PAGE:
The Army makes fast  friends, but often so do their wives and children, even when military assignments put them together, or apart. 

 

 

Master's Degree Study

The 9 months of listening to lectures by UPenn scholars, reading the great English literary works, writing papers, and then a longer final paper were pleasant. Although the sharp contrast between both the baggy panted, pipe smoking scholar-teachers, the disheveled - often - undergraduates and the West Point officer-faculty and sharply turned out and attentive cadets was amusing to me, I mildly enjoyed the visits to the library, lecture halls, and then reading and writing at home. 

I studied, as much for learning the long  English literary tradition, as for the techniques of the writers. To see what I might adopt for my own writings. 

Slowly and repeatedly reading works by some of the Great Poets, like Wordsworth, I actually got to some of the deeper levels of meaning that had escaped me before. 

Milton was a bore, Burns, Shakespeare, were lively to me.

I dug the essays of Mathew Arnold,  and really got fascinated with Old English, including Beowulf. I did my final paper on Old English authors. I had a special interest in that, because my ancestors in Wales lived, revolted, fought, and died through the era of the flourishing of English writings. And of course I had the time to read the more modern T.S. Eliot and Yeats, whose styles were quite compatible with my preferred stream of consciousness, and vivid metaphorical, way of writing.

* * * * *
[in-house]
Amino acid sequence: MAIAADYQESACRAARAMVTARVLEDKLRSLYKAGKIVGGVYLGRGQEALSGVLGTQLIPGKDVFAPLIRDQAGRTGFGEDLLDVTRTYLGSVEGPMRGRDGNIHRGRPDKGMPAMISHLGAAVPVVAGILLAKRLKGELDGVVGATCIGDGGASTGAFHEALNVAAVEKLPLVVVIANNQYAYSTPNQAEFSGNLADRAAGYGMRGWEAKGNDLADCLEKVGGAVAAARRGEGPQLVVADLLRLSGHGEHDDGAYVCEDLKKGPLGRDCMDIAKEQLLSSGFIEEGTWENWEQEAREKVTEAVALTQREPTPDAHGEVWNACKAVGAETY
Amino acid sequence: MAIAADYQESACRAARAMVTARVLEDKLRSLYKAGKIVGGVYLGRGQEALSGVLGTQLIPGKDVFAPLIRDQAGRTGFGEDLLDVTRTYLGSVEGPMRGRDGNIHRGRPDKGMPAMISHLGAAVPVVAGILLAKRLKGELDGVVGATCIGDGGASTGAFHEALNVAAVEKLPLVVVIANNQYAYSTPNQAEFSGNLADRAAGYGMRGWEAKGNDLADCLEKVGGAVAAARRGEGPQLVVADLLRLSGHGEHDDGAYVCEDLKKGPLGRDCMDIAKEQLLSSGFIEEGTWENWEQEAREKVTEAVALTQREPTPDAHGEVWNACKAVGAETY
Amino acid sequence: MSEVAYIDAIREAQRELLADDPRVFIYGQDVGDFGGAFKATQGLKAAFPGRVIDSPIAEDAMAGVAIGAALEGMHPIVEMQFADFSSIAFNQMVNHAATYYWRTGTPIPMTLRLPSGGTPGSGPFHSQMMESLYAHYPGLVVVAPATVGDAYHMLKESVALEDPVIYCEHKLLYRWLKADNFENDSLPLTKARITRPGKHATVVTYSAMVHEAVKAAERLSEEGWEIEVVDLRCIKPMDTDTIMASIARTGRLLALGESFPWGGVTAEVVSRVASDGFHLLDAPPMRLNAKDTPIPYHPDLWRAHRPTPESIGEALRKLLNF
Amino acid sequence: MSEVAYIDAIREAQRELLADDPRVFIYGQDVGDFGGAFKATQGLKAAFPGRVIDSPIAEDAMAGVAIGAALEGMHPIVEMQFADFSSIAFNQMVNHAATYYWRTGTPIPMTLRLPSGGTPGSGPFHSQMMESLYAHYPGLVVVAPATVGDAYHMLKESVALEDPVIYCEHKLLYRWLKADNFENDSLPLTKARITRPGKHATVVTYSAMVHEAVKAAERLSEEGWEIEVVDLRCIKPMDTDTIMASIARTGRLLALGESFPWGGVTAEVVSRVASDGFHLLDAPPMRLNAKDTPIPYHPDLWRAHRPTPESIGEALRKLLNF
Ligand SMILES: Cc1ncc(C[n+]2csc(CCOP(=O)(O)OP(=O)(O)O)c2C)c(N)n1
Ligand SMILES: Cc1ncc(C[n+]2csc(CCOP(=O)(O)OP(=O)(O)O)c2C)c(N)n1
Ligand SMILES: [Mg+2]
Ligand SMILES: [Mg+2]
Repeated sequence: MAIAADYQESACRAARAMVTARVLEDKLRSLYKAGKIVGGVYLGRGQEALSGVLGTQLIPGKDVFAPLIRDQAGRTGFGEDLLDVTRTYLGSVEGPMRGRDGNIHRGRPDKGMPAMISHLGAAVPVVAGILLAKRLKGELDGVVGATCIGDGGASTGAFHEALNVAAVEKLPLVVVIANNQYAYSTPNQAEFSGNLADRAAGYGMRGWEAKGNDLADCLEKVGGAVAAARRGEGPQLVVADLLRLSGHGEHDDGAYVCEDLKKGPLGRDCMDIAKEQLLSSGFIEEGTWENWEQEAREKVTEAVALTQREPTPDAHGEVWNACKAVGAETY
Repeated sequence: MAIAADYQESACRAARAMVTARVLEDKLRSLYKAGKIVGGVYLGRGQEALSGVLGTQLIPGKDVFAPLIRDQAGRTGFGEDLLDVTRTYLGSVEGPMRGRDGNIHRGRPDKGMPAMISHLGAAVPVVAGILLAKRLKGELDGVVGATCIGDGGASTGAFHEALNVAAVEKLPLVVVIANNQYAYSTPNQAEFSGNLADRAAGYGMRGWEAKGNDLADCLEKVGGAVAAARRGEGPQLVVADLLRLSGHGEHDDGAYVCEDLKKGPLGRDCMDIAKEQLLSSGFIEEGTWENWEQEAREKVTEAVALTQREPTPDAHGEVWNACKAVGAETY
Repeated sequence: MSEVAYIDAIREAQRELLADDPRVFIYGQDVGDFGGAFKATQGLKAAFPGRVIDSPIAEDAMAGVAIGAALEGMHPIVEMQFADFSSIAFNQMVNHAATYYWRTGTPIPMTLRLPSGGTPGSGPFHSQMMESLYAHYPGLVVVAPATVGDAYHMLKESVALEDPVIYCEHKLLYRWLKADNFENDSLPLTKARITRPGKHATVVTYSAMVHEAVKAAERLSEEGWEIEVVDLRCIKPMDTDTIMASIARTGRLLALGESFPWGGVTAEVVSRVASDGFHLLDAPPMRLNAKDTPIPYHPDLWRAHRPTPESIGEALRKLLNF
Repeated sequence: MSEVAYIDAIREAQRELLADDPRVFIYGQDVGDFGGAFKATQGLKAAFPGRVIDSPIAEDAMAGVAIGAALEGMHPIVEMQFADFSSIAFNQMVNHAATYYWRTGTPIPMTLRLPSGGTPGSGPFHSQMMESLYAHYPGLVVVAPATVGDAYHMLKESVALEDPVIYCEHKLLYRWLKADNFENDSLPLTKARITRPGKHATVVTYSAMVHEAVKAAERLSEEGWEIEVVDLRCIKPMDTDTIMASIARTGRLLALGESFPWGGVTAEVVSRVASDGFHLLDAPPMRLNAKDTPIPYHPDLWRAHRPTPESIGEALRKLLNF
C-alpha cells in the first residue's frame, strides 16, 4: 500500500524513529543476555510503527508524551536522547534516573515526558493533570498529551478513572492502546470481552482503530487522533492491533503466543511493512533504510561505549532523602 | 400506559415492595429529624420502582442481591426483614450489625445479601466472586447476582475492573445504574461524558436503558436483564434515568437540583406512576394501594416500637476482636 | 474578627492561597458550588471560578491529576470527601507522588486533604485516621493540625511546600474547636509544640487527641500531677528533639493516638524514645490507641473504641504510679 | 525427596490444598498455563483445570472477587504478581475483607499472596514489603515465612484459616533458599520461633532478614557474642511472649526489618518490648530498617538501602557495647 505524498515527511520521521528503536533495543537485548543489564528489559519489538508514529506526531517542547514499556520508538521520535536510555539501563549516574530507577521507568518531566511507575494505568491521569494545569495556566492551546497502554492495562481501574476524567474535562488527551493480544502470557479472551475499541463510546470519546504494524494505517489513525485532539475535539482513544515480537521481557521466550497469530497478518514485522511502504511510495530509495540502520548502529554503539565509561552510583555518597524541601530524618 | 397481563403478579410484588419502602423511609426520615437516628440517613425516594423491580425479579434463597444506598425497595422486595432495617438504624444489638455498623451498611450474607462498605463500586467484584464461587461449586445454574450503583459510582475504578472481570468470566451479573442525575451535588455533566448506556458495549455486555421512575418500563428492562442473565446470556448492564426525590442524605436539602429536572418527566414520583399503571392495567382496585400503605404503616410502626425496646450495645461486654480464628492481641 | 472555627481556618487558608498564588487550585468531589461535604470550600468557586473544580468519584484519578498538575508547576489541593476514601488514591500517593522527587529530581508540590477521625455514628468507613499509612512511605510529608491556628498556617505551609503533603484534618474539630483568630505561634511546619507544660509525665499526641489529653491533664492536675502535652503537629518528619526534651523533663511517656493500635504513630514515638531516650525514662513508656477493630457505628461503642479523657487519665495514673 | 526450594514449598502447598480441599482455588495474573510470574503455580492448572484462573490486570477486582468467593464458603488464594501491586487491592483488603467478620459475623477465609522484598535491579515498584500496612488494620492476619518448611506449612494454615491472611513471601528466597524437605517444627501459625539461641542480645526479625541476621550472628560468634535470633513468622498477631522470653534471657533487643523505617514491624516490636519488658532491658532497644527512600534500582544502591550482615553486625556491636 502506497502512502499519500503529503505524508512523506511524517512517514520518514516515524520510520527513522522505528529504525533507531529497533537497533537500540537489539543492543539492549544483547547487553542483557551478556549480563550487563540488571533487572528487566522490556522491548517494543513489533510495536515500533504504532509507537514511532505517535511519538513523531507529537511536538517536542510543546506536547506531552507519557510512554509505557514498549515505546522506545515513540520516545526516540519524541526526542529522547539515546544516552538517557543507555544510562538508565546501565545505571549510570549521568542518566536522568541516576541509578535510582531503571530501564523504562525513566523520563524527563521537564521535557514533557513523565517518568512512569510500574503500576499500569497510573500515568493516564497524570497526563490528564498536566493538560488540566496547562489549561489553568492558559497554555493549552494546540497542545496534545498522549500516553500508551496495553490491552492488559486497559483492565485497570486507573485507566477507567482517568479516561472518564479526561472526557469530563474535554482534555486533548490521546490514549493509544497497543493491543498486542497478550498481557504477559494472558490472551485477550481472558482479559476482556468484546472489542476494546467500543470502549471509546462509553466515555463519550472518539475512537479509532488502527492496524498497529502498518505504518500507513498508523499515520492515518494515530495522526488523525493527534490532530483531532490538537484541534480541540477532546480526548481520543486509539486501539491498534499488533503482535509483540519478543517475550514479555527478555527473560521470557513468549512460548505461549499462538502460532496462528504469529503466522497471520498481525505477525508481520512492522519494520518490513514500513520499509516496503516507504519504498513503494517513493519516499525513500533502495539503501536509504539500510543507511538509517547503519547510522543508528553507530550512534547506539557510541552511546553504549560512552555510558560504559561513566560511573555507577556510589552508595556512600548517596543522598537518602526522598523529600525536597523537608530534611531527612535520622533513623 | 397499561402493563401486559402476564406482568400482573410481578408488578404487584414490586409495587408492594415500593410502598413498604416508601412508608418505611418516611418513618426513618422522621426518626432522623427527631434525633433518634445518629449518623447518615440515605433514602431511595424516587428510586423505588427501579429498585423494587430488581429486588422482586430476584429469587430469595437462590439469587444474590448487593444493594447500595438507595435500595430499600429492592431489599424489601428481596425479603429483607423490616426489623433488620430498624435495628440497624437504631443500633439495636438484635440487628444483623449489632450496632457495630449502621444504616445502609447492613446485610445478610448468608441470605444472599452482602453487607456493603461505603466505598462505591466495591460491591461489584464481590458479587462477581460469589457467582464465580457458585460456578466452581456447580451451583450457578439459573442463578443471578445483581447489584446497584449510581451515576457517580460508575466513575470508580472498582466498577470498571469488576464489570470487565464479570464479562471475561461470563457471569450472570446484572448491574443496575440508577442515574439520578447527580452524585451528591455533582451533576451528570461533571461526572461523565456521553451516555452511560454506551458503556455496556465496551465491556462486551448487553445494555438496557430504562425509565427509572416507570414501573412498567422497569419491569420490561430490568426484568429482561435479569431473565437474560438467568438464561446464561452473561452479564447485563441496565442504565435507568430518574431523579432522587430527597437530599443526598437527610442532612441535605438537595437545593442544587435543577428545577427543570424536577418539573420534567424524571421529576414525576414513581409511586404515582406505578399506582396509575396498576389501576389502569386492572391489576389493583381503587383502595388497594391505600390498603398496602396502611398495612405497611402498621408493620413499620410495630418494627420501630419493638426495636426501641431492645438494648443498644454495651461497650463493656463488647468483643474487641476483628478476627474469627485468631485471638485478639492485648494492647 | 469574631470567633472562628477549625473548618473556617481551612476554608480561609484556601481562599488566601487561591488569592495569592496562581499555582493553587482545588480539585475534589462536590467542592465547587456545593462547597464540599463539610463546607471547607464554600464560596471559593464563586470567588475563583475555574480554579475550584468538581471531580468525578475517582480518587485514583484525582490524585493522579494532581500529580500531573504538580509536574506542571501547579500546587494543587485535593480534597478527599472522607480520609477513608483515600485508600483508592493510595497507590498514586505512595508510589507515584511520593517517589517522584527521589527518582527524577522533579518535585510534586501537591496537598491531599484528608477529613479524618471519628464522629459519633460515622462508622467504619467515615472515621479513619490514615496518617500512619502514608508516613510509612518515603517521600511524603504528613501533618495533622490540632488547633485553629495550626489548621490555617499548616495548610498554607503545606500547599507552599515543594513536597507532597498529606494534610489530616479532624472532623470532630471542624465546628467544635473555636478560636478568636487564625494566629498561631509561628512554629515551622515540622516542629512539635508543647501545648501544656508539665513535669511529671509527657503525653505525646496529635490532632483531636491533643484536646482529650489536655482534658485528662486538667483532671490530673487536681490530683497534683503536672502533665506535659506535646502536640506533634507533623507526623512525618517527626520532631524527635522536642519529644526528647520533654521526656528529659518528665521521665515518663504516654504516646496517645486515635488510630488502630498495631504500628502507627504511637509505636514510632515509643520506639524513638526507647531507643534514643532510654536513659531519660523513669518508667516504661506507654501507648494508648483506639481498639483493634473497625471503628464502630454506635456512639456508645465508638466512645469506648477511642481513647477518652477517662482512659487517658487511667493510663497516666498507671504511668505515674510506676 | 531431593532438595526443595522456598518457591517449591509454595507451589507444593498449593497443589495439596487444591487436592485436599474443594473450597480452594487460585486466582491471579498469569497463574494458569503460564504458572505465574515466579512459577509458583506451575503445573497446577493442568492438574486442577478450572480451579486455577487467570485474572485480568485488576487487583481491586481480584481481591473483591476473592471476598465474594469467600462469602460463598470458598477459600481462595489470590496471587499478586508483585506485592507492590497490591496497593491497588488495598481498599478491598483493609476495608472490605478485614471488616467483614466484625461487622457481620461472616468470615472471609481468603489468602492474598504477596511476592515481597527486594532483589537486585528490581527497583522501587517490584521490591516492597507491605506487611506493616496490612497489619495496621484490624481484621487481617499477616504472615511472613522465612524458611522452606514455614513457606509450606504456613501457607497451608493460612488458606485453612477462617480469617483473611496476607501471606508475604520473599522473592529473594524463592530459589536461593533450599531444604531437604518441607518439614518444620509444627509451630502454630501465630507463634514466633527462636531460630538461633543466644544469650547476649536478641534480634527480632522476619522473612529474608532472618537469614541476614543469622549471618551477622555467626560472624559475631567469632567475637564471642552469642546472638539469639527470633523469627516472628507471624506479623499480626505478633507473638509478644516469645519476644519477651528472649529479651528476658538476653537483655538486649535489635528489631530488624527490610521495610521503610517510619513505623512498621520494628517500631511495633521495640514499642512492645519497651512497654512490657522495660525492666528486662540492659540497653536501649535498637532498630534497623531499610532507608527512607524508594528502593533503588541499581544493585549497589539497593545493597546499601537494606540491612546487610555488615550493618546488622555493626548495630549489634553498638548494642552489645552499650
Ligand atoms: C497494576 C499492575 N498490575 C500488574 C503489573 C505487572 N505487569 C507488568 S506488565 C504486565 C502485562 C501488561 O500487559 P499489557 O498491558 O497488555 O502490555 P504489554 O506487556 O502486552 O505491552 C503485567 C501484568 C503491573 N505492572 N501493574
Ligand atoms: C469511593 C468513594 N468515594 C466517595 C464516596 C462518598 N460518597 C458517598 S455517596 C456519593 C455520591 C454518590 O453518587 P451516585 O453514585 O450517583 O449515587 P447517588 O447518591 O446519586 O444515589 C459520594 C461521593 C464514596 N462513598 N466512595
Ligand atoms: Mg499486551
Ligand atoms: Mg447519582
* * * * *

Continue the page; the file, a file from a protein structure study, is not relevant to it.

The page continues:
And so, I duly earned my Magistri In Artibvs Liberalibvs diploma, saying I had a Master of Arts Degree in  May 1955. 

Hi-Fi Music 

At the same time I was pursuing the written classics, I also was pursuing the newest way to play the musical classics that Patsy so loved and I increasingly appreciated - Hi-Fi home systems.